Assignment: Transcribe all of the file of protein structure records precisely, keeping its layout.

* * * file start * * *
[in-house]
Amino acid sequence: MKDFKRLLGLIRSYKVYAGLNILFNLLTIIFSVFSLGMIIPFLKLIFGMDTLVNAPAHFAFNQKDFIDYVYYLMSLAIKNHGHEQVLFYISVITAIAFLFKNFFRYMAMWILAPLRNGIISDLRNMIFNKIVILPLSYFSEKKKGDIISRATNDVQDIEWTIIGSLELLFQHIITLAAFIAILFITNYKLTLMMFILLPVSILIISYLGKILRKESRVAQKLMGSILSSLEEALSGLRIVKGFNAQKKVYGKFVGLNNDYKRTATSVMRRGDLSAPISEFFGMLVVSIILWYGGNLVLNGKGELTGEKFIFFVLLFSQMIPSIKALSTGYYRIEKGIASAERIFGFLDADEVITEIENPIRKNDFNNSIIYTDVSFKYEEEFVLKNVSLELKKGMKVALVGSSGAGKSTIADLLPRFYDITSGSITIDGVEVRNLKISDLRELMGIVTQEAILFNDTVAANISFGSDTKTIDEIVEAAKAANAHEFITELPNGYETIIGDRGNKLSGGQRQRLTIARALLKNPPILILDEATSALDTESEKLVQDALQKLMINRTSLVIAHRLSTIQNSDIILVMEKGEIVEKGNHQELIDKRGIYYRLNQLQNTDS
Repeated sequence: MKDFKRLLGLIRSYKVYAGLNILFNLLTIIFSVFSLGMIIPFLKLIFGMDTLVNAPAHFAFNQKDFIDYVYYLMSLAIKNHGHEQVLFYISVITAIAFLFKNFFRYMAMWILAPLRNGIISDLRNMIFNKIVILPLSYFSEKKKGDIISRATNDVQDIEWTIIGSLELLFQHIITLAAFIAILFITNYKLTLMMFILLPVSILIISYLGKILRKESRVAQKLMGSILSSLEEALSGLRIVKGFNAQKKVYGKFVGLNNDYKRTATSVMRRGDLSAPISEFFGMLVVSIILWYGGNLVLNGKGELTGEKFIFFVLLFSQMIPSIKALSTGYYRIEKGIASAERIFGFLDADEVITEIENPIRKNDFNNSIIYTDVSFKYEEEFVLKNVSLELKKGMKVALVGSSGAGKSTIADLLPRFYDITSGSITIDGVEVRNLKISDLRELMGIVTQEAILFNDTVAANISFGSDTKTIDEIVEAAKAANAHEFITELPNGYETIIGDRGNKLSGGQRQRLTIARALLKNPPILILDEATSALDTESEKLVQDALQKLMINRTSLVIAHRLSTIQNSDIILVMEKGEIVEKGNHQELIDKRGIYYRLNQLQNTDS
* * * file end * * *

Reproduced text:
[in-house]
Amino acid sequence: MKDFKRLLGLIRSYKVYAGLNILFNLLTIIFSVFSLGMIIPFLKLIFGMDTLVNAPAHFAFNQKDFIDYVYYLMSLAIKNHGHEQVLFYISVITAIAFLFKNFFRYMAMWILAPLRNGIISDLRNMIFNKIVILPLSYFSEKKKGDIISRATNDVQDIEWTIIGSLELLFQHIITLAAFIAILFITNYKLTLMMFILLPVSILIISYLGKILRKESRVAQKLMGSILSSLEEALSGLRIVKGFNAQKKVYGKFVGLNNDYKRTATSVMRRGDLSAPISEFFGMLVVSIILWYGGNLVLNGKGELTGEKFIFFVLLFSQMIPSIKALSTGYYRIEKGIASAERIFGFLDADEVITEIENPIRKNDFNNSIIYTDVSFKYEEEFVLKNVSLELKKGMKVALVGSSGAGKSTIADLLPRFYDITSGSITIDGVEVRNLKISDLRELMGIVTQEAILFNDTVAANISFGSDTKTIDEIVEAAKAANAHEFITELPNGYETIIGDRGNKLSGGQRQRLTIARALLKNPPILILDEATSALDTESEKLVQDALQKLMINRTSLVIAHRLSTIQNSDIILVMEKGEIVEKGNHQELIDKRGIYYRLNQLQNTDS
Repeated sequence: MKDFKRLLGLIRSYKVYAGLNILFNLLTIIFSVFSLGMIIPFLKLIFGMDTLVNAPAHFAFNQKDFIDYVYYLMSLAIKNHGHEQVLFYISVITAIAFLFKNFFRYMAMWILAPLRNGIISDLRNMIFNKIVILPLSYFSEKKKGDIISRATNDVQDIEWTIIGSLELLFQHIITLAAFIAILFITNYKLTLMMFILLPVSILIISYLGKILRKESRVAQKLMGSILSSLEEALSGLRIVKGFNAQKKVYGKFVGLNNDYKRTATSVMRRGDLSAPISEFFGMLVVSIILWYGGNLVLNGKGELTGEKFIFFVLLFSQMIPSIKALSTGYYRIEKGIASAERIFGFLDADEVITEIENPIRKNDFNNSIIYTDVSFKYEEEFVLKNVSLELKKGMKVALVGSSGAGKSTIADLLPRFYDITSGSITIDGVEVRNLKISDLRELMGIVTQEAILFNDTVAANISFGSDTKTIDEIVEAAKAANAHEFITELPNGYETIIGDRGNKLSGGQRQRLTIARALLKNPPILILDEATSALDTESEKLVQDALQKLMINRTSLVIAHRLSTIQNSDIILVMEKGEIVEKGNHQELIDKRGIYYRLNQLQNTDS